IQ for Visual Studio
Visual Studio is a full featured IDE. IQ for Visual Studio provides component analysis for both the Community, Professional and Enterprise version of Visual Studio.
Installing IQ for Visual Studio
IQ for Visual Studio can be installed from within Visual Studio using the Extensions manager or via the Microsoft Visual Studio Marketplace.
Configuring IQ for Visual Studio
IQ Server options are available from within the Visual Studio Options dialog. A URL, Username and Password can be entered at any time and an Application may be chosen for each solution when opened. The Verify button can be used to verify the connection if a solution is not opened:
whereas the Reload button will load available applications when a solution is opened.
Using IQ for Visual Studio
The IQ for Visual Studio tool window can be accessed by clicking the Nexus IQ tab on the bottom tool strip of Visual Studio. If not accessible from there, it should also be available in View under Other Windows. Once configured and the component analysis is completed, a component view will look similar to the example displayed below. Component details are available by double clicking on the component name in the Component list or via the View Details button in the component view once you have selected a component.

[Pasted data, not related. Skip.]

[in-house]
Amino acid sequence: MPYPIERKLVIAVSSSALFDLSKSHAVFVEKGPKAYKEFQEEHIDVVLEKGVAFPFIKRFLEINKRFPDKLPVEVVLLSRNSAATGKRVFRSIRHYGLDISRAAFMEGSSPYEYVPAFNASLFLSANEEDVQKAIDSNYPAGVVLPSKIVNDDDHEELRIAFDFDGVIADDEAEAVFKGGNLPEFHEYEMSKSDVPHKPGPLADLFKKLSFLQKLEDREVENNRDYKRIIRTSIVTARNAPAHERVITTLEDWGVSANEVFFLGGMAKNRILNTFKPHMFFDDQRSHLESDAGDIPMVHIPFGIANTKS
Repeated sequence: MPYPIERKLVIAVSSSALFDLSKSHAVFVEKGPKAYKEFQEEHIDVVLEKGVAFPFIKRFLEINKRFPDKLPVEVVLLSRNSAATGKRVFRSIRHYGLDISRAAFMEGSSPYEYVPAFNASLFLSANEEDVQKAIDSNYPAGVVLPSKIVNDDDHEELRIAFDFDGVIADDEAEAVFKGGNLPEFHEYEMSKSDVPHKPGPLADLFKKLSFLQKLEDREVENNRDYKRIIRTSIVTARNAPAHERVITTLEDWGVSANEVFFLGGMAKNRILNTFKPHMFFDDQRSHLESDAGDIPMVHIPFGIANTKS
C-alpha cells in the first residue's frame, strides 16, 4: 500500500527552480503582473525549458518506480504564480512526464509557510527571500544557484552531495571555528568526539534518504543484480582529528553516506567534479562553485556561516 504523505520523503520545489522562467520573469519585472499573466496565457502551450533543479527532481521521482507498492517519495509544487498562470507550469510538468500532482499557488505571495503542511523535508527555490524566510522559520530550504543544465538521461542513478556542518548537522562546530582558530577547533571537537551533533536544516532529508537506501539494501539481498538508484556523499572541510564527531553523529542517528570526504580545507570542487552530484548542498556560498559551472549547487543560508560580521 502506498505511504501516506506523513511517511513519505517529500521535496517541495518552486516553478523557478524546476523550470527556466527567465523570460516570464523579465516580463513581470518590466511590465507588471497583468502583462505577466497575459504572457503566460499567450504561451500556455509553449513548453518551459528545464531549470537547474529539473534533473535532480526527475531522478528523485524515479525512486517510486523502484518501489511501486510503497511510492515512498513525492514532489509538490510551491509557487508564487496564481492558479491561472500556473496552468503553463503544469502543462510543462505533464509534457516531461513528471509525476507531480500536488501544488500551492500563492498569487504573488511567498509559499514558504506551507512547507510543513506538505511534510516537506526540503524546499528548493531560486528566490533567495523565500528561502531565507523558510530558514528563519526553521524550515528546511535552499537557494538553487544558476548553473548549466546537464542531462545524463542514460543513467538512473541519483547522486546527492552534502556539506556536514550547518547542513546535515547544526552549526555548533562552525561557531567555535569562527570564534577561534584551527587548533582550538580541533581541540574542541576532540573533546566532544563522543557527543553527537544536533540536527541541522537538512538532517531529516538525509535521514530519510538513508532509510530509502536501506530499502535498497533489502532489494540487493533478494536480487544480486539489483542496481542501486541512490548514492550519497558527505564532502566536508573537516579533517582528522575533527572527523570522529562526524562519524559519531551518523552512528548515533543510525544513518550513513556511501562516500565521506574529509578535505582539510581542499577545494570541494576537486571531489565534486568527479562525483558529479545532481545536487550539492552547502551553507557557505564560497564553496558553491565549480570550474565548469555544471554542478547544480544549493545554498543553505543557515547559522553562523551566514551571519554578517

If you have selected a component with some threats (as above), you can select other versions in the Version Graph and then the View Details to find remediation options. Alternatively, IQ may present a recommended version which you can select and which will update the version graph.
When you select one of the recommended version links, or if you click on any of the versions in the Version Graph, the "Migrate to Selected" button will become enabled.
Clicking this button will update all projects where this component was present and migrate to the version you selected.
Please go to the Component Info View page to find more details on the available information and how it can be used to remediate policy violations.
Projects created using a PackageReference format (as opposed to the older packages.config format) can be scanned and individual dependencies can be remediated, however due to a NuGet limitation, we are not able to automatically detect changes in the dependencies so users will need to manually rescan.